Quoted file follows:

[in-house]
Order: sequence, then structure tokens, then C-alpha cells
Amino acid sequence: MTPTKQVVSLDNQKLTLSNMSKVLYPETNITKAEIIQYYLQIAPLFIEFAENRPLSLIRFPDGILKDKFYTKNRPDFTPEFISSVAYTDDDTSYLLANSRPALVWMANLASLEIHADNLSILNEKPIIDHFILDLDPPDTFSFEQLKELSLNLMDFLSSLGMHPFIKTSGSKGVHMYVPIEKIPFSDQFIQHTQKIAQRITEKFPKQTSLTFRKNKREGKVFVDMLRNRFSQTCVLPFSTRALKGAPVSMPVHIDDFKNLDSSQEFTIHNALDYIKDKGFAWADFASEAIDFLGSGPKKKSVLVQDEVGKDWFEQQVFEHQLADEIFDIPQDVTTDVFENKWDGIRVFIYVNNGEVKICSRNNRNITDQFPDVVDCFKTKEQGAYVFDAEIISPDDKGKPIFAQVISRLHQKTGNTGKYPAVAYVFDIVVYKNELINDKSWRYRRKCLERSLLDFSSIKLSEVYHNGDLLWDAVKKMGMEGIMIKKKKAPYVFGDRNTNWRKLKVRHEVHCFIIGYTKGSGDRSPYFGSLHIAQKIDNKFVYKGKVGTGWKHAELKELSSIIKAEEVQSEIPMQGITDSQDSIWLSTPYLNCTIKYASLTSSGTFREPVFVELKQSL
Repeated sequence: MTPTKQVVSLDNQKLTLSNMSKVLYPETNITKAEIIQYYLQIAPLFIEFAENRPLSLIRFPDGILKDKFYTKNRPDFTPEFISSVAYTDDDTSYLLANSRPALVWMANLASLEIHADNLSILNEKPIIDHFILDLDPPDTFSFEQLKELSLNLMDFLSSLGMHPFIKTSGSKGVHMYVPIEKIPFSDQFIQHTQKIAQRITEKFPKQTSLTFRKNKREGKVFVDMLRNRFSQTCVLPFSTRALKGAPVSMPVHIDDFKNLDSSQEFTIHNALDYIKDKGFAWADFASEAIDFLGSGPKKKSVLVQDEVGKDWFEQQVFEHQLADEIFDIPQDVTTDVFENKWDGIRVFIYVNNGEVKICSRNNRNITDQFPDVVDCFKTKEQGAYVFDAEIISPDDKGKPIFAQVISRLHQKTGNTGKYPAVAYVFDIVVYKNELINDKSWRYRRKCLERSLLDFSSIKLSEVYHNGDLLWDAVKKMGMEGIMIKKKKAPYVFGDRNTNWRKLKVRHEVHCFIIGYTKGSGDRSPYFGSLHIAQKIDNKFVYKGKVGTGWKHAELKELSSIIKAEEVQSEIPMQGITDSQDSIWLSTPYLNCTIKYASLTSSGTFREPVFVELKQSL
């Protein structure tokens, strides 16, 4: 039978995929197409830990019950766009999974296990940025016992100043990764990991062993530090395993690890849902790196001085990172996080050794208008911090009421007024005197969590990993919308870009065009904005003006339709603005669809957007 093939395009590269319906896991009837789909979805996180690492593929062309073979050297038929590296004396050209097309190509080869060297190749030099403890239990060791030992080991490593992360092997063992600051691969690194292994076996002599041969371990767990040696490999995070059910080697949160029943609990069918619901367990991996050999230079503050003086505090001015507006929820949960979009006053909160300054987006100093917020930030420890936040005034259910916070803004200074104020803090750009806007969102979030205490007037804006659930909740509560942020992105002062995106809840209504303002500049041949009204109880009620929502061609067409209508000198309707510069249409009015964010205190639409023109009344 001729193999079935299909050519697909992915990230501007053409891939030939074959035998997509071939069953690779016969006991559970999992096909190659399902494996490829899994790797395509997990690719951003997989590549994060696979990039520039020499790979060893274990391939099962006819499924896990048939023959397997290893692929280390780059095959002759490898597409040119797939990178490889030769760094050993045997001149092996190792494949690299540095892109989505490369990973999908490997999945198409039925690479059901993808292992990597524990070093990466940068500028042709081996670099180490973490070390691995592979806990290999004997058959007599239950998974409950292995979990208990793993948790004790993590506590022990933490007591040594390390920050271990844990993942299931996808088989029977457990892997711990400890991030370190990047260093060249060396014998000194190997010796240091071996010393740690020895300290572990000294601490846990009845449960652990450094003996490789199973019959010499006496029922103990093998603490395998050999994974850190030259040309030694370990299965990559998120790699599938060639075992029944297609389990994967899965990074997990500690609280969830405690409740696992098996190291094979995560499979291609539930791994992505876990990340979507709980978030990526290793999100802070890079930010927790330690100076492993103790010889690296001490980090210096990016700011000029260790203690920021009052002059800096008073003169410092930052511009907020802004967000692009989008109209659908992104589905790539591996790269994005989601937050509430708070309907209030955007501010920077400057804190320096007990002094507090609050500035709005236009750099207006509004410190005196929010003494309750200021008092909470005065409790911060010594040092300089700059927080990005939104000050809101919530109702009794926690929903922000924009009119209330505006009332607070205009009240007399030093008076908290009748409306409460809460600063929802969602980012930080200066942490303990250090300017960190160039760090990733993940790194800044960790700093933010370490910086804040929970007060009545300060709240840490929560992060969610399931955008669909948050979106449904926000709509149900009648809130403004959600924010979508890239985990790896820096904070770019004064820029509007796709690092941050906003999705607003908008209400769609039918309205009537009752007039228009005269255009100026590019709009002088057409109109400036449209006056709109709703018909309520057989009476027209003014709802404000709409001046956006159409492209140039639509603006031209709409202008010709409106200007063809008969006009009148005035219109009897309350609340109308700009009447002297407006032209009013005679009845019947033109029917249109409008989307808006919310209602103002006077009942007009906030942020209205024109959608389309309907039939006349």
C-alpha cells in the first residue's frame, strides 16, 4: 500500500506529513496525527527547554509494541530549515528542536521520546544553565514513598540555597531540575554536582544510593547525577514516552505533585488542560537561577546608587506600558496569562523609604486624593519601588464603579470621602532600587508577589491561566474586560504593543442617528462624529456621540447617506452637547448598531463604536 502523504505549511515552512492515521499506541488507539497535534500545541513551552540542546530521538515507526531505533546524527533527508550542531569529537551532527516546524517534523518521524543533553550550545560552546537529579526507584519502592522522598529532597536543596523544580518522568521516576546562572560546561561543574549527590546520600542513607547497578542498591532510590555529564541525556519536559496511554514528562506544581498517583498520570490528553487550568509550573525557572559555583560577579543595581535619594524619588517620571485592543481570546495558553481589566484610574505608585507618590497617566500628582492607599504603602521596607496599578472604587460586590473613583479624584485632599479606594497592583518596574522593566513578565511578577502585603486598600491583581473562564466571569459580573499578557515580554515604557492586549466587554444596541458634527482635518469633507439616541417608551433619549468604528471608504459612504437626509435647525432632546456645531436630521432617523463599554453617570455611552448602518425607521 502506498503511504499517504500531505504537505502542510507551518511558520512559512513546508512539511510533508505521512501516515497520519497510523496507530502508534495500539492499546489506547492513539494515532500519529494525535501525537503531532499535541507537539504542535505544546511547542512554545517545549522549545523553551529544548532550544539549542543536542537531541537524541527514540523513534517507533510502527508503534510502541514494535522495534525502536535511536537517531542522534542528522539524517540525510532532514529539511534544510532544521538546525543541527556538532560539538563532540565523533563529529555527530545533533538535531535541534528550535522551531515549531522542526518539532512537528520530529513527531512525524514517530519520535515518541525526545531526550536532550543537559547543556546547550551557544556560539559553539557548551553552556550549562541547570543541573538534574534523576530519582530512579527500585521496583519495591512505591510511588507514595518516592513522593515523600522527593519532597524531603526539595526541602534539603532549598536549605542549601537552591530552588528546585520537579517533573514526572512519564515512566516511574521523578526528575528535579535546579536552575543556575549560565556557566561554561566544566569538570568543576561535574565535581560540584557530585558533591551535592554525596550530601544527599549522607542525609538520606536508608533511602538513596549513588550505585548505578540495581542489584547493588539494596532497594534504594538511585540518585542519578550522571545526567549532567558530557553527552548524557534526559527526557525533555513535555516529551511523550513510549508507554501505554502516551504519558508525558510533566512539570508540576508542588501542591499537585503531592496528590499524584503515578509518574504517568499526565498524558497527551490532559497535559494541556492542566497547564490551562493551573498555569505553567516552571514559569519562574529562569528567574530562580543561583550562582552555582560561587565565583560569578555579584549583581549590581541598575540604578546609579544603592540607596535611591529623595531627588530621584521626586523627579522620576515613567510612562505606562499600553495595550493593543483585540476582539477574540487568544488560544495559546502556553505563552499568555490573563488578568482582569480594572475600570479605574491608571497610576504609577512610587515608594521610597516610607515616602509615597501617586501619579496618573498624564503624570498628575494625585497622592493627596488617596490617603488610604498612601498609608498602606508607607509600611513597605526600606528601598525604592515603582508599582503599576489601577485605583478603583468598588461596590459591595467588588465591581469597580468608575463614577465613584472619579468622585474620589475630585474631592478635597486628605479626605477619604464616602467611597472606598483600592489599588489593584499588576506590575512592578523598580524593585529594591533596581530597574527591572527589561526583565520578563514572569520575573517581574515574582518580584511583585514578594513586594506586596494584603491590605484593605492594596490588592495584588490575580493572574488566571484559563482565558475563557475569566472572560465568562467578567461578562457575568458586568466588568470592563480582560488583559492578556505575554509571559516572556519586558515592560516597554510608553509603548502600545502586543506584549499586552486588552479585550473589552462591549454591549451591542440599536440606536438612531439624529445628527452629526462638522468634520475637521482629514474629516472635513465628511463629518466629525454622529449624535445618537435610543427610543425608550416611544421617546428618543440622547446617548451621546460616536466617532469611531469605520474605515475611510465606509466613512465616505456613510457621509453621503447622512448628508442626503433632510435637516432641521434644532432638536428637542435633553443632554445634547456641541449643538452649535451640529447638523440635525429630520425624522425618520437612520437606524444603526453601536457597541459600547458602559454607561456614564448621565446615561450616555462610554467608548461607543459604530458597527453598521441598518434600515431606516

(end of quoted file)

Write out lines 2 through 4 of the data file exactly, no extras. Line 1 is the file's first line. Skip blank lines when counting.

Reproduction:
Order: sequence, then structure tokens, then C-alpha cells
Amino acid sequence: MTPTKQVVSLDNQKLTLSNMSKVLYPETNITKAEIIQYYLQIAPLFIEFAENRPLSLIRFPDGILKDKFYTKNRPDFTPEFISSVAYTDDDTSYLLANSRPALVWMANLASLEIHADNLSILNEKPIIDHFILDLDPPDTFSFEQLKELSLNLMDFLSSLGMHPFIKTSGSKGVHMYVPIEKIPFSDQFIQHTQKIAQRITEKFPKQTSLTFRKNKREGKVFVDMLRNRFSQTCVLPFSTRALKGAPVSMPVHIDDFKNLDSSQEFTIHNALDYIKDKGFAWADFASEAIDFLGSGPKKKSVLVQDEVGKDWFEQQVFEHQLADEIFDIPQDVTTDVFENKWDGIRVFIYVNNGEVKICSRNNRNITDQFPDVVDCFKTKEQGAYVFDAEIISPDDKGKPIFAQVISRLHQKTGNTGKYPAVAYVFDIVVYKNELINDKSWRYRRKCLERSLLDFSSIKLSEVYHNGDLLWDAVKKMGMEGIMIKKKKAPYVFGDRNTNWRKLKVRHEVHCFIIGYTKGSGDRSPYFGSLHIAQKIDNKFVYKGKVGTGWKHAELKELSSIIKAEEVQSEIPMQGITDSQDSIWLSTPYLNCTIKYASLTSSGTFREPVFVELKQSL
Repeated sequence: MTPTKQVVSLDNQKLTLSNMSKVLYPETNITKAEIIQYYLQIAPLFIEFAENRPLSLIRFPDGILKDKFYTKNRPDFTPEFISSVAYTDDDTSYLLANSRPALVWMANLASLEIHADNLSILNEKPIIDHFILDLDPPDTFSFEQLKELSLNLMDFLSSLGMHPFIKTSGSKGVHMYVPIEKIPFSDQFIQHTQKIAQRITEKFPKQTSLTFRKNKREGKVFVDMLRNRFSQTCVLPFSTRALKGAPVSMPVHIDDFKNLDSSQEFTIHNALDYIKDKGFAWADFASEAIDFLGSGPKKKSVLVQDEVGKDWFEQQVFEHQLADEIFDIPQDVTTDVFENKWDGIRVFIYVNNGEVKICSRNNRNITDQFPDVVDCFKTKEQGAYVFDAEIISPDDKGKPIFAQVISRLHQKTGNTGKYPAVAYVFDIVVYKNELINDKSWRYRRKCLERSLLDFSSIKLSEVYHNGDLLWDAVKKMGMEGIMIKKKKAPYVFGDRNTNWRKLKVRHEVHCFIIGYTKGSGDRSPYFGSLHIAQKIDNKFVYKGKVGTGWKHAELKELSSIIKAEEVQSEIPMQGITDSQDSIWLSTPYLNCTIKYASLTSSGTFREPVFVELKQSL